Here's the footnote:
See Star Trek II: The Wrath of Khan (Paramount Pictures 1982). The film references several works of classic literature, none more prominently than A Tale of Two Cities. Spock gives Admiral Kirk an antique copy as a birthday present, and the film itself is bookended with the book's opening and closing passages. Most memorable, of course, is Spock's famous line from his moment of sacrifice: “Don't grieve, Admiral. It is logical. The needs of the many outweigh ...” to which Kirk replies, “the needs of the few.”
Robinson v. Crown Cork & Seal Co., Inc., __ S.W.3d ___, 2010 WL 4144587 n.21 (Willet, J. concurring) (Tex. 2010).
The case addressed whether a statute that limits certain corporations' successor liability for personal injury claims of asbestos exposure violated the prohibition against retroactive laws contained in article I, section 16 of the Texas Constitution as applied to a pending action.
The Texas Supreme Court held the statute unconstitutional, finding any public interest served by the statute to be "slight."
Justice Willet, concurring, viewed the case not merely about whether the statute “singled out Barbara Robinson and unconstitutionally snuffed out her pending action against a lone corporation,” but it is about delimiting “the outer edge of police-power constitutionality,” an issue that “has bedeviled Texas courts for over a century.” Thus, Willet writes:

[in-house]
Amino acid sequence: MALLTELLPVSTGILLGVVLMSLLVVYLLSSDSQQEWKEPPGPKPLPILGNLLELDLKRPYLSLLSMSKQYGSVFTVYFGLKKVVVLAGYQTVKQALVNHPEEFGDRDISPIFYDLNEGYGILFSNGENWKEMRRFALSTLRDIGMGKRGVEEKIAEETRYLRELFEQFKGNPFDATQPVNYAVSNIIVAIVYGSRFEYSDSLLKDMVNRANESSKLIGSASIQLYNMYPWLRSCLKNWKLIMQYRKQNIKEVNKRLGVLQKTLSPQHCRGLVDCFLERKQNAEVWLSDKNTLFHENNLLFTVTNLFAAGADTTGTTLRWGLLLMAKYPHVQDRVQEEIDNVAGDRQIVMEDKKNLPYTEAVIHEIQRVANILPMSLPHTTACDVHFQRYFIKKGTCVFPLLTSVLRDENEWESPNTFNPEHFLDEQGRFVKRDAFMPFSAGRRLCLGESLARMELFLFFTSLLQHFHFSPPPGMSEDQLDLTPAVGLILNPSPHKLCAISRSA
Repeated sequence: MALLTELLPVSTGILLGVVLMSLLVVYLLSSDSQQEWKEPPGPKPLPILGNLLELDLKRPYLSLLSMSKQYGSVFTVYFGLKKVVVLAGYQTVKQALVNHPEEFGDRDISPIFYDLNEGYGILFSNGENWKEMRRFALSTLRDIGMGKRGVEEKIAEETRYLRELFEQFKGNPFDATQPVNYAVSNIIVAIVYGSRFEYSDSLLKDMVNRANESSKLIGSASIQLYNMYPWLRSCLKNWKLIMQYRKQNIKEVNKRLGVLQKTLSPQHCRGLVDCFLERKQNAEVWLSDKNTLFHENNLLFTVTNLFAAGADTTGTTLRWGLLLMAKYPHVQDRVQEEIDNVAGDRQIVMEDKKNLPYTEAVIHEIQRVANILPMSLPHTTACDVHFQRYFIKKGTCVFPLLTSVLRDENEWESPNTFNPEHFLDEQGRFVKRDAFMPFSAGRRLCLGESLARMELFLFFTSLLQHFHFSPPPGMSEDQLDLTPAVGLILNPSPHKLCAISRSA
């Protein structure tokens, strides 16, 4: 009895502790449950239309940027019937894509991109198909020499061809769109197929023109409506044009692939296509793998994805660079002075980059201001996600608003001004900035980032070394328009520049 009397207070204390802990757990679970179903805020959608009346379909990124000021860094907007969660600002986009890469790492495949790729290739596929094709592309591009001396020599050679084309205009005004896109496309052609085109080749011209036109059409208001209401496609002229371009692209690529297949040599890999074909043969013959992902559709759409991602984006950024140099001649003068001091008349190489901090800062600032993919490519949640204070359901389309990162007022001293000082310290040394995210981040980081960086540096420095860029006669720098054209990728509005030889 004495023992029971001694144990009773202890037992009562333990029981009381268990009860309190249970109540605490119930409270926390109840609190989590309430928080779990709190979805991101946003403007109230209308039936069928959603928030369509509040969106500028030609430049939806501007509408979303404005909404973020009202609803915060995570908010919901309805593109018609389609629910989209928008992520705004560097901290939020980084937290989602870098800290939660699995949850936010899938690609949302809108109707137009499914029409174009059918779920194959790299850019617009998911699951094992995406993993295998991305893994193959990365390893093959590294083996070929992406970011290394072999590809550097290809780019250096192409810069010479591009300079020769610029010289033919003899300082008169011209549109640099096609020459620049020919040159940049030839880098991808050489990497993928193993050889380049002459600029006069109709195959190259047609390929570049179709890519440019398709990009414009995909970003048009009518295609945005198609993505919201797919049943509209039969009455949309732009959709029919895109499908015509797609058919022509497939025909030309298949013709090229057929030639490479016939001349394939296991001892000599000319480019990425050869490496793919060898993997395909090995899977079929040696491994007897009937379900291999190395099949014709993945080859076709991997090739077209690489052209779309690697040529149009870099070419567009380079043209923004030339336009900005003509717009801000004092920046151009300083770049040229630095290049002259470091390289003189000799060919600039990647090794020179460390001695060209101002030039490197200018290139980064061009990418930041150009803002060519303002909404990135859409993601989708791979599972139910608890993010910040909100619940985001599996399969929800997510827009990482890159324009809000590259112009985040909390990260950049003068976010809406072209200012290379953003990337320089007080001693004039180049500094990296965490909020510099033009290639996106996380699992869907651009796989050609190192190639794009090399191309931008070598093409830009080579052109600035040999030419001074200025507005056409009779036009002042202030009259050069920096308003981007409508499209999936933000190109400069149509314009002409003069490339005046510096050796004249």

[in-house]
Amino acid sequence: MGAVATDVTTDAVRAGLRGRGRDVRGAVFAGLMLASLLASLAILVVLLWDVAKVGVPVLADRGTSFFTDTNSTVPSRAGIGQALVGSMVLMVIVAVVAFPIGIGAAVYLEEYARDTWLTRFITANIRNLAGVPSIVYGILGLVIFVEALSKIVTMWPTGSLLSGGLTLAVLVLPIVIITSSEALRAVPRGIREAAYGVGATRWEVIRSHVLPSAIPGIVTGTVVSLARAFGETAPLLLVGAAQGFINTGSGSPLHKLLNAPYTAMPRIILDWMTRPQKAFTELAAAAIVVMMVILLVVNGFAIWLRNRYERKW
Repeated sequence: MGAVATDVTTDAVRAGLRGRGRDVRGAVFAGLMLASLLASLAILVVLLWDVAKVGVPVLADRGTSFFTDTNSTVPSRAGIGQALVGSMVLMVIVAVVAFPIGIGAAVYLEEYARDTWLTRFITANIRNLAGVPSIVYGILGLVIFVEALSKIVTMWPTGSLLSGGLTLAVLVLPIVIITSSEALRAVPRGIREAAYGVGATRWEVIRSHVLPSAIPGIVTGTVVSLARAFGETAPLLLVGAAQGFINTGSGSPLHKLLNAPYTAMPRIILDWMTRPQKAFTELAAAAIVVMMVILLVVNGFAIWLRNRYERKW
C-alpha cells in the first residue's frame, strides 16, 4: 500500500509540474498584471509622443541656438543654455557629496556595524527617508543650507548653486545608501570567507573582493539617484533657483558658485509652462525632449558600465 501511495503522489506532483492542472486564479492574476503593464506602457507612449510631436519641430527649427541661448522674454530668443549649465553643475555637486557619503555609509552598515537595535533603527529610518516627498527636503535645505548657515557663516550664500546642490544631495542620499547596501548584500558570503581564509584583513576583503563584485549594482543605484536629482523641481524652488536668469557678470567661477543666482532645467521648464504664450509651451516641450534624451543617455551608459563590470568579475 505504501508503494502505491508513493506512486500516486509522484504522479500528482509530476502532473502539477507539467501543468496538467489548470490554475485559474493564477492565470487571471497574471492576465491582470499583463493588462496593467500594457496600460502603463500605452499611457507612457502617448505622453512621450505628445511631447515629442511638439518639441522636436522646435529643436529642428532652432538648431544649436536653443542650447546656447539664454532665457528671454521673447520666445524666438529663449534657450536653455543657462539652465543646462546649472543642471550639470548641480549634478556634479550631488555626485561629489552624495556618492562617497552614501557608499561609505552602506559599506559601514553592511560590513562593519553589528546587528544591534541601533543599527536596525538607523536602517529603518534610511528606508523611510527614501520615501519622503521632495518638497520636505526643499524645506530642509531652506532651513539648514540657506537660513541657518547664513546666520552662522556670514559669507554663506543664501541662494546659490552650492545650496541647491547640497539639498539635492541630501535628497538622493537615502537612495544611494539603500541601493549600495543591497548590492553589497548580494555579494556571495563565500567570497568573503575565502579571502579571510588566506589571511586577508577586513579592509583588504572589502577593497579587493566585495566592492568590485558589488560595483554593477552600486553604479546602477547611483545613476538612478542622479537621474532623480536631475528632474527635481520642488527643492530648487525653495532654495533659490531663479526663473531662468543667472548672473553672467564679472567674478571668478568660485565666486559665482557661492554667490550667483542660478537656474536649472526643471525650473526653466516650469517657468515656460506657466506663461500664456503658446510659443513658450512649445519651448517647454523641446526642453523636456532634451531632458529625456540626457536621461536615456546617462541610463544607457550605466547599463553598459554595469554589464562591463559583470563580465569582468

Appropriately weighty principles guide our course. First, we recognize that police power draws from the credo that “the needs of the many outweigh the needs of the few.” Second, while this maxim rings utilitarian and Dickensian (not to mention Vulcan), it is cabined by something contrarian and Texan: distrust of intrusive government and a belief that police power is justified only by urgency, not expediency.
Footnote 21, of course, is to the word "Vulcan."
with J. Zak Ritchie
[image: Star Trek Wrath of Khan uniform, via]
Wednesday, February 17, 2010
Have a constitutional law perspective on the best-picture nominee and blockbuster Avatar?
Consider this CFP from The Journal for the Study of Religion, Nature and Culture. (H/T Feminist Philosophers).
And among the Academy Award nominees for documentary film is The Most Dangerous Man in America: Daniel Ellsberg and the Pentagon Papers, suitable for viewing (or reviewing) while teaching New York Times v. United States. If a class trip to the local cinema is not possible, consider one of the compressed and evocative snippets available: